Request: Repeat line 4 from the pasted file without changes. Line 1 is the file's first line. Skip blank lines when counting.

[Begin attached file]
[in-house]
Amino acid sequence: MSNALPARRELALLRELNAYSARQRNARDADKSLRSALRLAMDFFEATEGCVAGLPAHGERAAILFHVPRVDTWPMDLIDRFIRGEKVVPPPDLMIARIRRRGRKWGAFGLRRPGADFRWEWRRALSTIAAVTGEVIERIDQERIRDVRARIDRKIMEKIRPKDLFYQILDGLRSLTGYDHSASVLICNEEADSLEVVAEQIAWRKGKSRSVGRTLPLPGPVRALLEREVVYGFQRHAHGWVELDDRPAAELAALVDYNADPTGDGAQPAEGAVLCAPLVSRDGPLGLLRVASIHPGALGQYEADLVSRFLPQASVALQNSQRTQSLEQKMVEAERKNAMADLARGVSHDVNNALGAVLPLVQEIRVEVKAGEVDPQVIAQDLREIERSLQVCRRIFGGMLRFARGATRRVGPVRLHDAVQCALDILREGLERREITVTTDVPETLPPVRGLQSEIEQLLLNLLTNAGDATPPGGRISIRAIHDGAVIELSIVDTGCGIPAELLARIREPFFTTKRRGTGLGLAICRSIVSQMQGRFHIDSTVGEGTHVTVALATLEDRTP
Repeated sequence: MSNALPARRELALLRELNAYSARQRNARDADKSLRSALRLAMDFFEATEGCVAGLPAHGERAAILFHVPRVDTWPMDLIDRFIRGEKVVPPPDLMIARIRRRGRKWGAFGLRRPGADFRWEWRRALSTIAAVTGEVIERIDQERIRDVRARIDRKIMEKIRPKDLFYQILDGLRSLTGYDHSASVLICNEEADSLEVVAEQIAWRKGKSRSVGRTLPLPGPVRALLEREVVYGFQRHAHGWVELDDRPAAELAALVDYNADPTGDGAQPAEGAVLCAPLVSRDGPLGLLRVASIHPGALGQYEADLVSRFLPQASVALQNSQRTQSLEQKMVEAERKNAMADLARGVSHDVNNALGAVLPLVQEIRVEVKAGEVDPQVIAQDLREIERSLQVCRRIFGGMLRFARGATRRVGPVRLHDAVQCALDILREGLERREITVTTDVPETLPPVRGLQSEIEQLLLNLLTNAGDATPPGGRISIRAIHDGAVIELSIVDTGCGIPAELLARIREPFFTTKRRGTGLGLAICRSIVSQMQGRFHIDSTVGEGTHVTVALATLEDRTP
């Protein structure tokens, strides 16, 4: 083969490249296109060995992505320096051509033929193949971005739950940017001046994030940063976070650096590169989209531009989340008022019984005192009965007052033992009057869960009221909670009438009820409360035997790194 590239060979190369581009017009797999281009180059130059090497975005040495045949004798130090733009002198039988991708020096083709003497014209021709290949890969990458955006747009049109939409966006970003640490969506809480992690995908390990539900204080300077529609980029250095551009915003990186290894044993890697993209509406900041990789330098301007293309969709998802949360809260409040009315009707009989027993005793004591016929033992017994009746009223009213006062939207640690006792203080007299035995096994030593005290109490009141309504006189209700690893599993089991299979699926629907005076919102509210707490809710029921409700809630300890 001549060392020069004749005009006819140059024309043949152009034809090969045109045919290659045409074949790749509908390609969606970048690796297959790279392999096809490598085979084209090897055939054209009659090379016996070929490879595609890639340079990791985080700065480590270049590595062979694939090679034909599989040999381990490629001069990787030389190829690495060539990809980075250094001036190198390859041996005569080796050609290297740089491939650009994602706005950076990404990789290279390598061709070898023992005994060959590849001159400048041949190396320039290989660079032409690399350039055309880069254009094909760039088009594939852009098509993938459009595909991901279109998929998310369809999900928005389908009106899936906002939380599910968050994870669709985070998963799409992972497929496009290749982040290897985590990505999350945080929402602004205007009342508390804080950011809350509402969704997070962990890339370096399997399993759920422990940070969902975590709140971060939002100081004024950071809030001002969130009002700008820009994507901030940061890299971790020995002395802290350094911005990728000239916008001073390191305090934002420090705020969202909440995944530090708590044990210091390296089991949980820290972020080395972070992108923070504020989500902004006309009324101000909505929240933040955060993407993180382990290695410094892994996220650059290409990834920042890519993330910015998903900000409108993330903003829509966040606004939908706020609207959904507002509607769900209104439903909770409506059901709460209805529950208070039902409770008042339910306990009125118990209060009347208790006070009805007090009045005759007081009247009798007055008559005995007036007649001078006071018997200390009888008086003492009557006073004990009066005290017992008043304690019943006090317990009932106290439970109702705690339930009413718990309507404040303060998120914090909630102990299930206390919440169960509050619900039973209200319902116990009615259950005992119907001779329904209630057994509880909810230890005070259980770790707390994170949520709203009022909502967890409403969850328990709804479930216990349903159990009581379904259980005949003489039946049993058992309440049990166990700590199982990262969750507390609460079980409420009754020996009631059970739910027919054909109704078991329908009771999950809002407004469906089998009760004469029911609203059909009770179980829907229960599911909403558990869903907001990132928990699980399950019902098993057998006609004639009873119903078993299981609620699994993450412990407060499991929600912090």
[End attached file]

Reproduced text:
């Protein structure tokens, strides 16, 4: 083969490249296109060995992505320096051509033929193949971005739950940017001046994030940063976070650096590169989209531009989340008022019984005192009965007052033992009057869960009221909670009438009820409360035997790194 590239060979190369581009017009797999281009180059130059090497975005040495045949004798130090733009002198039988991708020096083709003497014209021709290949890969990458955006747009049109939409966006970003640490969506809480992690995908390990539900204080300077529609980029250095551009915003990186290894044993890697993209509406900041990789330098301007293309969709998802949360809260409040009315009707009989027993005793004591016929033992017994009746009223009213006062939207640690006792203080007299035995096994030593005290109490009141309504006189209700690893599993089991299979699926629907005076919102509210707490809710029921409700809630300890 001549060392020069004749005009006819140059024309043949152009034809090969045109045919290659045409074949790749509908390609969606970048690796297959790279392999096809490598085979084209090897055939054209009659090379016996070929490879595609890639340079990791985080700065480590270049590595062979694939090679034909599989040999381990490629001069990787030389190829690495060539990809980075250094001036190198390859041996005569080796050609290297740089491939650009994602706005950076990404990789290279390598061709070898023992005994060959590849001159400048041949190396320039290989660079032409690399350039055309880069254009094909760039088009594939852009098509993938459009595909991901279109998929998310369809999900928005389908009106899936906002939380599910968050994870669709985070998963799409992972497929496009290749982040290897985590990505999350945080929402602004205007009342508390804080950011809350509402969704997070962990890339370096399997399993759920422990940070969902975590709140971060939002100081004024950071809030001002969130009002700008820009994507901030940061890299971790020995002395802290350094911005990728000239916008001073390191305090934002420090705020969202909440995944530090708590044990210091390296089991949980820290972020080395972070992108923070504020989500902004006309009324101000909505929240933040955060993407993180382990290695410094892994996220650059290409990834920042890519993330910015998903900000409108993330903003829509966040606004939908706020609207959904507002509607769900209104439903909770409506059901709460209805529950208070039902409770008042339910306990009125118990209060009347208790006070009805007090009045005759007081009247009798007055008559005995007036007649001078006071018997200390009888008086003492009557006073004990009066005290017992008043304690019943006090317990009932106290439970109702705690339930009413718990309507404040303060998120914090909630102990299930206390919440169960509050619900039973209200319902116990009615259950005992119907001779329904209630057994509880909810230890005070259980770790707390994170949520709203009022909502967890409403969850328990709804479930216990349903159990009581379904259980005949003489039946049993058992309440049990166990700590199982990262969750507390609460079980409420009754020996009631059970739910027919054909109704078991329908009771999950809002407004469906089998009760004469029911609203059909009770179980829907229960599911909403558990869903907001990132928990699980399950019902098993057998006609004639009873119903078993299981609620699994993450412990407060499991929600912090």